How long has it been since you first heard that the media and publishing sector was in crisis? We believe long enough for you to be able to list several reasons for this continuous financial and social distress. Technological advancements challenge the traditional way of running a paper, for example, or a publishing house. Even without taking into account illegal downloads of multimedia files, we tend to opt for free-of-charge content online and an increasing number of young people state that Facebook is their first information source.
In spite of the scepticism, if not mistrust, expressed by many people towards the “the media”, and in spite of the political capital made by some groups and movements out of this hostility, we all rely on newspapers, television, online papers, publishing houses.
With more and more debate on the impact of the internet and new technologies on our daily lives, access to information and its dissemination has become a crucial topic for both practical and political reasons.
When the advertisers shift their interest from newspapers and online papers into social media, when these same newspapers are not in a position to pay their journalists a decent wage or cannot afford actual reportage and news coverage and prefer reporting the original content of some other paper or broadcaster, the information sector shows its gloomiest face.
In terms of financial sustainability, the enterprises in the sector often face a two-fold problem: actual financial hardship due to a decreasing number of subscribers, or decreasing revenues from advertising; or financial dependency on a very small number (often one) of big shareholders, which makes the paper subject to constant editorial pressure.
Moreover, another aspect of the media and publishing houses working environment is often neglected: precariousness in the contracts for journalists and other professional profiles in the field makes it very complicated for the workers to live a dignified life and this also has an impact on the quality of their work.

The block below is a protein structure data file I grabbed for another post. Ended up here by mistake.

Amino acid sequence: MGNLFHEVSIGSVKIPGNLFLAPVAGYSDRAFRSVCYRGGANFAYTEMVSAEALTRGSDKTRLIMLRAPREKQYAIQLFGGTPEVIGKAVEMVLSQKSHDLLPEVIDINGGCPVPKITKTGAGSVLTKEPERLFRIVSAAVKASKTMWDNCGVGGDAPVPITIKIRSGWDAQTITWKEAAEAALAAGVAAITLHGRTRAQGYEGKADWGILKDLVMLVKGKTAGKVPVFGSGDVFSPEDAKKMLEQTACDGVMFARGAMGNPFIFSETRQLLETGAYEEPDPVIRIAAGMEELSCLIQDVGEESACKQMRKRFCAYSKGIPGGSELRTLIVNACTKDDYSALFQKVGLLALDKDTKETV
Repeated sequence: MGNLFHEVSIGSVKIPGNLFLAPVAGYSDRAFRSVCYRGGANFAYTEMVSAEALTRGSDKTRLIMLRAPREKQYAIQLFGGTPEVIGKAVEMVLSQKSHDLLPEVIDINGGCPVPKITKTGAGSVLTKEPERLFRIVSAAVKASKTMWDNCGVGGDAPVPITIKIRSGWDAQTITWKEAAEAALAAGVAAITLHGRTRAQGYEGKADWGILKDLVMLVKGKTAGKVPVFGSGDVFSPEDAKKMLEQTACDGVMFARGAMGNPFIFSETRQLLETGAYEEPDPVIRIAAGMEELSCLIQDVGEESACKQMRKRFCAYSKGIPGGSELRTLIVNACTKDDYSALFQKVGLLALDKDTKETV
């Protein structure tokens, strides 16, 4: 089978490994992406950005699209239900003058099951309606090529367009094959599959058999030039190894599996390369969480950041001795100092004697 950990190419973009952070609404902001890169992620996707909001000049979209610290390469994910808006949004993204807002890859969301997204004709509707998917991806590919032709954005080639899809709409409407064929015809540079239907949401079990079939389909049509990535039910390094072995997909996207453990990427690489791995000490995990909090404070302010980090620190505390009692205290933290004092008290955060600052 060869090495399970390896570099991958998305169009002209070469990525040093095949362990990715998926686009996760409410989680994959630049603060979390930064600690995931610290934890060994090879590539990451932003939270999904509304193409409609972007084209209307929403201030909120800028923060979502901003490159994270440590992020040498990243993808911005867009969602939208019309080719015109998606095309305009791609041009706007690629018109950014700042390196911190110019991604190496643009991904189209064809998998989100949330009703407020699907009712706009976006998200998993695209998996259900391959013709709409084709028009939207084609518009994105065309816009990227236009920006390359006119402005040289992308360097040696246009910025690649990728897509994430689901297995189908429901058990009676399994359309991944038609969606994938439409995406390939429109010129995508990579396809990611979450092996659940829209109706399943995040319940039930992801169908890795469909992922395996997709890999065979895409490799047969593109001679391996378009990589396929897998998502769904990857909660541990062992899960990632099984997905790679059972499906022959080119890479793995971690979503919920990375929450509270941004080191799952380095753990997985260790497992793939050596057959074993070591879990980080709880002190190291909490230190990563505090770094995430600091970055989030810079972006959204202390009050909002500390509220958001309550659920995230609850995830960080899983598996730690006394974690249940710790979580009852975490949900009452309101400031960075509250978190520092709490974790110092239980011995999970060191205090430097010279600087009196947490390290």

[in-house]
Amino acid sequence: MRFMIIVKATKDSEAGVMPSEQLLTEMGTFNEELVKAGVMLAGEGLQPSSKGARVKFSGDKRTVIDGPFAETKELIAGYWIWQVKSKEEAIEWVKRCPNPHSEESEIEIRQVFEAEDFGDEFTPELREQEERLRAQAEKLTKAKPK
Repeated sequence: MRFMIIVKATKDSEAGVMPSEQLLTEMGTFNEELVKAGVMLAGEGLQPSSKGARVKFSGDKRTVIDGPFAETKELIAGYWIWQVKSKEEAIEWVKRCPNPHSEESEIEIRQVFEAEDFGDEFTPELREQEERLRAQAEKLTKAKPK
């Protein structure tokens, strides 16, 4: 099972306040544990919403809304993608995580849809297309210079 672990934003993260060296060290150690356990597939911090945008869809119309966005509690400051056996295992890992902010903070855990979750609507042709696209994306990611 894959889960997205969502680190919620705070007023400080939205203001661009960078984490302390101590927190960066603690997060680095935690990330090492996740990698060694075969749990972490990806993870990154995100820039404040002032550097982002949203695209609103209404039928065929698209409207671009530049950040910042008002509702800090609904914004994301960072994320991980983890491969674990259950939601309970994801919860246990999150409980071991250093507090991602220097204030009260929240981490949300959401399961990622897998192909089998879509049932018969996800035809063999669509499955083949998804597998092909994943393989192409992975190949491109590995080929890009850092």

With this issue of Work Together, we want to present you with positive and sometimes heart-warming examples of cooperatives engaged in a noble and innovative battle to preserve pluralism, freedom of the press and independence, whilst assuring a democratic governance of their editorial boards.
Far from wanting to hide the difficulties that cooperative newspapers, media and publishing houses also encounter, we are proud to have collected testimonies from all over the world about another way of being a journalist, an editor, a video-maker, a photographer. Many of the magazines and media we identified for this issue of Work Together work on local and regional stories, some of them do not deal with current affairs or prominent news so that they can dig deeper into special segments, once again highlighting the added value of being rooted at the local level.
Whether it be following a bankruptcy (with journalists taking over a paper) or as a new project born to foster and promote real independence and publishing freedom, the media and publishing sector within our cooperative family is in a continuous stream of positive development: the quest for quality content combined with the need for a certain degree of training and specialised skills make the cooperative media sector suitable and fertile soil for youth cooperatives to grow and thrive.
We would be most thrilled if this became an opportunity for our readers to reflect on the relationship between freedom of press, accountability for relaying the information and ownership.